Frank Knight’s name is largely forgotten, except by some economists. But he was one of the big names in the field in the first half of the 20th century. Here he is on the idiocy of export driven policy:
The serious fact is that the bulk of the really important things that economics has to teach are things that people would see for themselves if they were willing to see. And it is hard to believe in the utility of trying to teach what men refuse to learn or even seriously listen to. What point is there in propagating sound economic principles if the electorate is set to have the country run on the principle that the objective in trade is to get rid of as much as possible and get as little as possible in return, if they will not see that imports are either paid for by exports, as a method of purchasing the imported goods more efficiently, or else are received for nothing … [emphasis added]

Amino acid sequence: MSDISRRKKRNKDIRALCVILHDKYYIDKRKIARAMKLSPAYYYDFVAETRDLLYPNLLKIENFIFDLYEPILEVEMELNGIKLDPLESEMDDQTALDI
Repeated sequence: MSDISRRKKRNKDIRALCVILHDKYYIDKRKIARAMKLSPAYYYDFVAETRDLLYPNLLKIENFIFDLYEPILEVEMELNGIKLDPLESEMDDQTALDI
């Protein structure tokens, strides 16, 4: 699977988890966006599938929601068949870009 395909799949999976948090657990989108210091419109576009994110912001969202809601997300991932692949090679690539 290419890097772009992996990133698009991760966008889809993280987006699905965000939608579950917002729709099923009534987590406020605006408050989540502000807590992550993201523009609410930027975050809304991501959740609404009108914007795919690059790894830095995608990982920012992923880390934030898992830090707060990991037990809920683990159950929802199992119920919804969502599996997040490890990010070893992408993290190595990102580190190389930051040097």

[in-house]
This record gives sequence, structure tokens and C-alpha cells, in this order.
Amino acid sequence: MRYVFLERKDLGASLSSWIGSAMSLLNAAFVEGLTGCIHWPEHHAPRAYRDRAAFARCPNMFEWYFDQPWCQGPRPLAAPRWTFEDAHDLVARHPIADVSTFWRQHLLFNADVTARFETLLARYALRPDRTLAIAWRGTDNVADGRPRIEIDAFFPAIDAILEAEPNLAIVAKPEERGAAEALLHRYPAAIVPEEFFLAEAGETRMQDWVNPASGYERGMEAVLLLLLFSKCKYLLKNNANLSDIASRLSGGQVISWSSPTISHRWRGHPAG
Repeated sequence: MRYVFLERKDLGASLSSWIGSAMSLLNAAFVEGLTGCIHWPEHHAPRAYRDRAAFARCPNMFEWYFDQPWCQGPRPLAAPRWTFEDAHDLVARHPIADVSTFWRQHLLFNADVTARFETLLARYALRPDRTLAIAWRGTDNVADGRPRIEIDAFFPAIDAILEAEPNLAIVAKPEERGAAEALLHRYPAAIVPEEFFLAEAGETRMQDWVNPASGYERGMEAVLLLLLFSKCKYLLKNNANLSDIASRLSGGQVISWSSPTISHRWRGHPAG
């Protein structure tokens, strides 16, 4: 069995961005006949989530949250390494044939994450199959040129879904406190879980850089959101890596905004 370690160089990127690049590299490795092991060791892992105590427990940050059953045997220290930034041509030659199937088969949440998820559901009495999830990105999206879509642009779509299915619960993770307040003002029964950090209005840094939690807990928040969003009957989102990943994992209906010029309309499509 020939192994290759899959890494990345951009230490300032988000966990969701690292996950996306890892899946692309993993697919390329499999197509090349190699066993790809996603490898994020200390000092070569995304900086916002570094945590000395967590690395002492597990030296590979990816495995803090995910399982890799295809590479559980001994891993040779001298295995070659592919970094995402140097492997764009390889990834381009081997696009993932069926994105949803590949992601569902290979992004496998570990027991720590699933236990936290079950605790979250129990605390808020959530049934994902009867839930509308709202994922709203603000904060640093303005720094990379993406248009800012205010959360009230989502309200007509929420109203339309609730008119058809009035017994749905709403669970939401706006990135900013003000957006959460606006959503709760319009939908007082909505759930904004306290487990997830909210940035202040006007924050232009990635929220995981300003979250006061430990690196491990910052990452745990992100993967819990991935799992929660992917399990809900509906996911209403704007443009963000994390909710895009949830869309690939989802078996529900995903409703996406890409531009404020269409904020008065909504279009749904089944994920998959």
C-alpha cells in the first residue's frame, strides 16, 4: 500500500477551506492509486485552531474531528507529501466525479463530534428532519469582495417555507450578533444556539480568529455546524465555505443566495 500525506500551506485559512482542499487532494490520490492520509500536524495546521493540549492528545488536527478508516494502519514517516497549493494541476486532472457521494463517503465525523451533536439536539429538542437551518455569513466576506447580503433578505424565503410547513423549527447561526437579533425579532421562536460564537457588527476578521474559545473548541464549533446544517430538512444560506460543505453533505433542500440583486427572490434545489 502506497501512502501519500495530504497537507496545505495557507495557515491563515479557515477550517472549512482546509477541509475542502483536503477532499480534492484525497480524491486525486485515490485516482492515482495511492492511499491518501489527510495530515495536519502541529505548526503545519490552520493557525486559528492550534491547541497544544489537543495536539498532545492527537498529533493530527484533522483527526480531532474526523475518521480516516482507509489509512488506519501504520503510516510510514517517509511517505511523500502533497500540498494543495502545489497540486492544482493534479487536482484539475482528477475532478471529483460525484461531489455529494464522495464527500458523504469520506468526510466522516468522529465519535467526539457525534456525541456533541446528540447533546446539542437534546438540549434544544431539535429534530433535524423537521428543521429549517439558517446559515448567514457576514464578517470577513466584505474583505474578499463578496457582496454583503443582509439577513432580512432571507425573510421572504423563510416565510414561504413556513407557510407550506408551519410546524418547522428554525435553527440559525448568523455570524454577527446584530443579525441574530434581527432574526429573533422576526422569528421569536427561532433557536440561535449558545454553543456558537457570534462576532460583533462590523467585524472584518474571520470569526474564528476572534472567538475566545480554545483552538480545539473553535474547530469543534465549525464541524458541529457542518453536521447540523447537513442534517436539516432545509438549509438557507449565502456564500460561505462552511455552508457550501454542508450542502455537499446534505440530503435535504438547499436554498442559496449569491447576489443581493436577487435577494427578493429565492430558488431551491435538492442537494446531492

Every single one of us, from the island we call our self, exports labor … and most of us hate it. But we have the good sense to recognize that our goal is not to fritter away our time, but rather to import more important things, like food and entertainment.
From Don Boudreaux’s Quotation of the Day at Café Hayek. Don’s quote is a bit longer.